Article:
IT IS one of the most ubiquitous taxes we pay, now levied on virtually everything we buy, sell, and use. The tax accounts for 30 percent of the price of a stepladder and over 95 percent of the price of childhood vaccines. It is responsible for one-quarter of the price of a ride on a Long Island tour bus and one-third of the price of a small airplane. It will soon cost large municipalities as much as they spend on fire or sanitation services.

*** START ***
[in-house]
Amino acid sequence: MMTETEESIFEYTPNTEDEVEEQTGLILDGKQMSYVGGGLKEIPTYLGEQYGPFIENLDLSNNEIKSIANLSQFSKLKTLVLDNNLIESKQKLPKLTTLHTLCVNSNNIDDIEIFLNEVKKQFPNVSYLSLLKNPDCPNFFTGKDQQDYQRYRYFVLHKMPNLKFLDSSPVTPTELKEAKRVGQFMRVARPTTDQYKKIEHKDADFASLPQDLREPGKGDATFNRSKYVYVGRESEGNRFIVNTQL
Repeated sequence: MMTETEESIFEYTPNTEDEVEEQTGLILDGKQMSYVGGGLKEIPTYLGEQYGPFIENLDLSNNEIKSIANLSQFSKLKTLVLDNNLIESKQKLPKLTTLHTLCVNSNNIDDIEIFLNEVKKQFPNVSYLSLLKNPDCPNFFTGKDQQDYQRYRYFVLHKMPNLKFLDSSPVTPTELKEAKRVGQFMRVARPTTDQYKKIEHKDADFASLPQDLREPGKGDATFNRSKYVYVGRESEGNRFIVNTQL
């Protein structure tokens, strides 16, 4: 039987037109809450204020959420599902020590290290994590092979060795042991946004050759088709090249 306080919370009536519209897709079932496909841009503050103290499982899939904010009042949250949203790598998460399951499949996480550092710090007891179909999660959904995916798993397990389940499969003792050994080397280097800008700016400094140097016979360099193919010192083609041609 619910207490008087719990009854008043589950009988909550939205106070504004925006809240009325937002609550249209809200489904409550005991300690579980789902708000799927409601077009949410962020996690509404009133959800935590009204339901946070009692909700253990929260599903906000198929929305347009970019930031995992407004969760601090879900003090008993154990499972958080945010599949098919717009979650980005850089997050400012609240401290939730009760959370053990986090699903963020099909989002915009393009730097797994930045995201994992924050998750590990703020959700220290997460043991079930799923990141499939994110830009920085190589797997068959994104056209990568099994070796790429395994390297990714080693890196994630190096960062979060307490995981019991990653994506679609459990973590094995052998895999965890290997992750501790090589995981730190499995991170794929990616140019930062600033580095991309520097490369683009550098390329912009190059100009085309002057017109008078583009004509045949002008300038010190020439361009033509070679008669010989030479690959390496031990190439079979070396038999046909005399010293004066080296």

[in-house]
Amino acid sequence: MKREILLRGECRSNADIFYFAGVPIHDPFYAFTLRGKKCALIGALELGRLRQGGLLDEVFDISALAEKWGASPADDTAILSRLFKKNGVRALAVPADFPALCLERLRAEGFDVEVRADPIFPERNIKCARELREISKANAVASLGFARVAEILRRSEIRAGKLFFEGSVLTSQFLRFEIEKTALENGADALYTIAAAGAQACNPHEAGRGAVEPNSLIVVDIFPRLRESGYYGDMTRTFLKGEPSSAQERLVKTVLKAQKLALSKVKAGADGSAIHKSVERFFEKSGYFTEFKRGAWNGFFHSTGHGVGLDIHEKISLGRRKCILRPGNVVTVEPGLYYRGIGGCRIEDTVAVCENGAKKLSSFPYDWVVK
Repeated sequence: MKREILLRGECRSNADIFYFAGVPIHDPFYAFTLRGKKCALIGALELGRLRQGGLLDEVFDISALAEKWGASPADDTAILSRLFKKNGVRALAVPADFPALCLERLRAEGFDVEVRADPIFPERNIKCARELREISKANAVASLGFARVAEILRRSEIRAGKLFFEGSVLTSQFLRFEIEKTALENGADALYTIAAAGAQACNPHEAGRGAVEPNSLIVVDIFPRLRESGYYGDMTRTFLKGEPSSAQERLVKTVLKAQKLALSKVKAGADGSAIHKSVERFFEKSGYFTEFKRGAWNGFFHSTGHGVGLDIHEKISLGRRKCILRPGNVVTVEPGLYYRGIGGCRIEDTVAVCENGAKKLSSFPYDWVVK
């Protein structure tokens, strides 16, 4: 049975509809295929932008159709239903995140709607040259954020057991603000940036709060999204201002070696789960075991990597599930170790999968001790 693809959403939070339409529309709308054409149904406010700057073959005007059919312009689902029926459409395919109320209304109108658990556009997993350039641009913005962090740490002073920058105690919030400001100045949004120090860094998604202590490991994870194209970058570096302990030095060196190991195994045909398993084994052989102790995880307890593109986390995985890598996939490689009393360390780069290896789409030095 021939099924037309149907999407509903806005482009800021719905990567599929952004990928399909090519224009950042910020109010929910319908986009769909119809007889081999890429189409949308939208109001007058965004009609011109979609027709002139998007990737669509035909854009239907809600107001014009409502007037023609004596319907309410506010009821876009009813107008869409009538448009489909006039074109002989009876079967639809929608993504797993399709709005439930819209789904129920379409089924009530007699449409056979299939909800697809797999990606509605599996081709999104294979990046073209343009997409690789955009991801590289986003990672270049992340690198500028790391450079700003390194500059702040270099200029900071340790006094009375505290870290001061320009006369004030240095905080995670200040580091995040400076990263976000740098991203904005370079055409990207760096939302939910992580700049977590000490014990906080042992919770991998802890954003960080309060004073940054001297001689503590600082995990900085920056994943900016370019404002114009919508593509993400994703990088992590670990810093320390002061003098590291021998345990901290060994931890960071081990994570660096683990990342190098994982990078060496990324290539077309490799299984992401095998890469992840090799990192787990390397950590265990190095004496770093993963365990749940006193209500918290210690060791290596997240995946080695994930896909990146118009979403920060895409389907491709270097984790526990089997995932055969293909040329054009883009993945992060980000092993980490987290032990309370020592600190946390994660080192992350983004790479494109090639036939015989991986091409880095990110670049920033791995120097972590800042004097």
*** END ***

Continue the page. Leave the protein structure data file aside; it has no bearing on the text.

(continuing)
Some call it a safety tax, but its exact relationship to safety is mysterious. It is paid on many items that are risky to use, like ski lifts and hedge trimmers, but it weighs even more heavily on other items whose whole purpose is to make life safer. It adds only a few cents to a pack of cigarettes, but it adds more to the price of a football helmet than the cost of making it. The tax falls especially hard on prescription drugs, doctors, surgeons, and all things medical. Because of the tax, you cannot deliver a baby with medical assistance in Monroe County, Alabama. You cannot buy several contraceptives certified to be safe and effective by the Food and Drug Administration (FDA), even though available substitutes are more dangerous or less effective. If you have the stomach upset known as hyperemesis, you cannot buy the pill that is certified as safe and effective against it. The tax has orphaned various drugs that are invaluable for treating rare but serious diseases. It is assessed against every family that has a baby, in the